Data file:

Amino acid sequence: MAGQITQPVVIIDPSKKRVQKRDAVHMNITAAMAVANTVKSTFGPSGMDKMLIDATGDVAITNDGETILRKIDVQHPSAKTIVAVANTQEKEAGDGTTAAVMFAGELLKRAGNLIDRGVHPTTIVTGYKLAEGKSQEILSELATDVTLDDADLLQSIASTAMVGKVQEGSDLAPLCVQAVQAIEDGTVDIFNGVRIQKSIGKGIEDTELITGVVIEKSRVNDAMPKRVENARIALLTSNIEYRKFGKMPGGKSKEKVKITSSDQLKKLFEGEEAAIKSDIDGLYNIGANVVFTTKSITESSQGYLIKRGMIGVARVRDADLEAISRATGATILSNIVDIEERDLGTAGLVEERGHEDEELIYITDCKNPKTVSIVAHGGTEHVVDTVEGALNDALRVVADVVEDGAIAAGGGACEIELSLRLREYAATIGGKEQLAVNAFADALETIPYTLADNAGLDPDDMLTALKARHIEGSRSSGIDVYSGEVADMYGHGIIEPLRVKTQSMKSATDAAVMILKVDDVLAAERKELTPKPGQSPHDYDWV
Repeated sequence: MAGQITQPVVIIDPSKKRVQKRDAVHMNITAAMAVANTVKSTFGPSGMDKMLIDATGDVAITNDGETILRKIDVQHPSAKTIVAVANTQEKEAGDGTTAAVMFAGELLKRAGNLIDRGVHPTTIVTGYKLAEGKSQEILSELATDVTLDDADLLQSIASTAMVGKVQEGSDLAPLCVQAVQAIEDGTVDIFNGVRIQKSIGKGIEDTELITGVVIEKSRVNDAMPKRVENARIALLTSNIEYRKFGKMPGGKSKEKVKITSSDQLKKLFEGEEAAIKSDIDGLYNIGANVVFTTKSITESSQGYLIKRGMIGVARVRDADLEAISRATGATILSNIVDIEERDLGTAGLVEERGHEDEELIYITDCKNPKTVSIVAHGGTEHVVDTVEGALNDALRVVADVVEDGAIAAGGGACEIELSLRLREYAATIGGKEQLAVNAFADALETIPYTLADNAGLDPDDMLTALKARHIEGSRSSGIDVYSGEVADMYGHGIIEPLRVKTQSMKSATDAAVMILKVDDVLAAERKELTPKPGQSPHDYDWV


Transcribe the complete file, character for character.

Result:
Amino acid sequence: MAGQITQPVVIIDPSKKRVQKRDAVHMNITAAMAVANTVKSTFGPSGMDKMLIDATGDVAITNDGETILRKIDVQHPSAKTIVAVANTQEKEAGDGTTAAVMFAGELLKRAGNLIDRGVHPTTIVTGYKLAEGKSQEILSELATDVTLDDADLLQSIASTAMVGKVQEGSDLAPLCVQAVQAIEDGTVDIFNGVRIQKSIGKGIEDTELITGVVIEKSRVNDAMPKRVENARIALLTSNIEYRKFGKMPGGKSKEKVKITSSDQLKKLFEGEEAAIKSDIDGLYNIGANVVFTTKSITESSQGYLIKRGMIGVARVRDADLEAISRATGATILSNIVDIEERDLGTAGLVEERGHEDEELIYITDCKNPKTVSIVAHGGTEHVVDTVEGALNDALRVVADVVEDGAIAAGGGACEIELSLRLREYAATIGGKEQLAVNAFADALETIPYTLADNAGLDPDDMLTALKARHIEGSRSSGIDVYSGEVADMYGHGIIEPLRVKTQSMKSATDAAVMILKVDDVLAAERKELTPKPGQSPHDYDWV
Repeated sequence: MAGQITQPVVIIDPSKKRVQKRDAVHMNITAAMAVANTVKSTFGPSGMDKMLIDATGDVAITNDGETILRKIDVQHPSAKTIVAVANTQEKEAGDGTTAAVMFAGELLKRAGNLIDRGVHPTTIVTGYKLAEGKSQEILSELATDVTLDDADLLQSIASTAMVGKVQEGSDLAPLCVQAVQAIEDGTVDIFNGVRIQKSIGKGIEDTELITGVVIEKSRVNDAMPKRVENARIALLTSNIEYRKFGKMPGGKSKEKVKITSSDQLKKLFEGEEAAIKSDIDGLYNIGANVVFTTKSITESSQGYLIKRGMIGVARVRDADLEAISRATGATILSNIVDIEERDLGTAGLVEERGHEDEELIYITDCKNPKTVSIVAHGGTEHVVDTVEGALNDALRVVADVVEDGAIAAGGGACEIELSLRLREYAATIGGKEQLAVNAFADALETIPYTLADNAGLDPDDMLTALKARHIEGSRSSGIDVYSGEVADMYGHGIIEPLRVKTQSMKSATDAAVMILKVDDVLAAERKELTPKPGQSPHDYDWV